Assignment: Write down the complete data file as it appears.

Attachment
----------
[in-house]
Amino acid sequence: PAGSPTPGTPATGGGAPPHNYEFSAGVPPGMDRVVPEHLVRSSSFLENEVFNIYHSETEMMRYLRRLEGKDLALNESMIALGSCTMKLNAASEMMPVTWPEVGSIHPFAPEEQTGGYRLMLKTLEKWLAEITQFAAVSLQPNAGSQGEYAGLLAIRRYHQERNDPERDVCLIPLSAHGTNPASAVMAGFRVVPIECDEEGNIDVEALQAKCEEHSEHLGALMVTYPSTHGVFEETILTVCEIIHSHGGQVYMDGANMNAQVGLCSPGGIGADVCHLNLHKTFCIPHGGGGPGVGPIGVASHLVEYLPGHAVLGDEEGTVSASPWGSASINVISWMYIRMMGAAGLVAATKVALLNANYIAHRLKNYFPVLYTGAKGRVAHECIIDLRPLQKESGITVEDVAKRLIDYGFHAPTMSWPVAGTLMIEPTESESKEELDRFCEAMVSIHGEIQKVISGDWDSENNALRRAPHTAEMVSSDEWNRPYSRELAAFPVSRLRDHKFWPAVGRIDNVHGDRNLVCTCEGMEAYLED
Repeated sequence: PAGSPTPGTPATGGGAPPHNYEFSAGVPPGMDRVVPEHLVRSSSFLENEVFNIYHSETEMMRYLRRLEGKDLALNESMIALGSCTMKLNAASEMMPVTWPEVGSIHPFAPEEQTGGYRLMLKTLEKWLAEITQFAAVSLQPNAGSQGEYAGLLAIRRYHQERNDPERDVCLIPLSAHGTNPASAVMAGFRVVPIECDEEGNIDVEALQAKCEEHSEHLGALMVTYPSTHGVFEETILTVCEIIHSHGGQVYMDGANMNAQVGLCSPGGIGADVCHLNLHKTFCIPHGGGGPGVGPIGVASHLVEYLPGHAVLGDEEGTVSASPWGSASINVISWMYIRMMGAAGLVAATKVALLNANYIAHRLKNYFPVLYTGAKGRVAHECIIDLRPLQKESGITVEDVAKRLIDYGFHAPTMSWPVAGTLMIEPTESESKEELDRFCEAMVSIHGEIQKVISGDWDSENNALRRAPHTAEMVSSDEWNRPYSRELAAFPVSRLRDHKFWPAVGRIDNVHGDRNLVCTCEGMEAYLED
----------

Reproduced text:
[in-house]
Amino acid sequence: PAGSPTPGTPATGGGAPPHNYEFSAGVPPGMDRVVPEHLVRSSSFLENEVFNIYHSETEMMRYLRRLEGKDLALNESMIALGSCTMKLNAASEMMPVTWPEVGSIHPFAPEEQTGGYRLMLKTLEKWLAEITQFAAVSLQPNAGSQGEYAGLLAIRRYHQERNDPERDVCLIPLSAHGTNPASAVMAGFRVVPIECDEEGNIDVEALQAKCEEHSEHLGALMVTYPSTHGVFEETILTVCEIIHSHGGQVYMDGANMNAQVGLCSPGGIGADVCHLNLHKTFCIPHGGGGPGVGPIGVASHLVEYLPGHAVLGDEEGTVSASPWGSASINVISWMYIRMMGAAGLVAATKVALLNANYIAHRLKNYFPVLYTGAKGRVAHECIIDLRPLQKESGITVEDVAKRLIDYGFHAPTMSWPVAGTLMIEPTESESKEELDRFCEAMVSIHGEIQKVISGDWDSENNALRRAPHTAEMVSSDEWNRPYSRELAAFPVSRLRDHKFWPAVGRIDNVHGDRNLVCTCEGMEAYLED
Repeated sequence: PAGSPTPGTPATGGGAPPHNYEFSAGVPPGMDRVVPEHLVRSSSFLENEVFNIYHSETEMMRYLRRLEGKDLALNESMIALGSCTMKLNAASEMMPVTWPEVGSIHPFAPEEQTGGYRLMLKTLEKWLAEITQFAAVSLQPNAGSQGEYAGLLAIRRYHQERNDPERDVCLIPLSAHGTNPASAVMAGFRVVPIECDEEGNIDVEALQAKCEEHSEHLGALMVTYPSTHGVFEETILTVCEIIHSHGGQVYMDGANMNAQVGLCSPGGIGADVCHLNLHKTFCIPHGGGGPGVGPIGVASHLVEYLPGHAVLGDEEGTVSASPWGSASINVISWMYIRMMGAAGLVAATKVALLNANYIAHRLKNYFPVLYTGAKGRVAHECIIDLRPLQKESGITVEDVAKRLIDYGFHAPTMSWPVAGTLMIEPTESESKEELDRFCEAMVSIHGEIQKVISGDWDSENNALRRAPHTAEMVSSDEWNRPYSRELAAFPVSRLRDHKFWPAVGRIDNVHGDRNLVCTCEGMEAYLED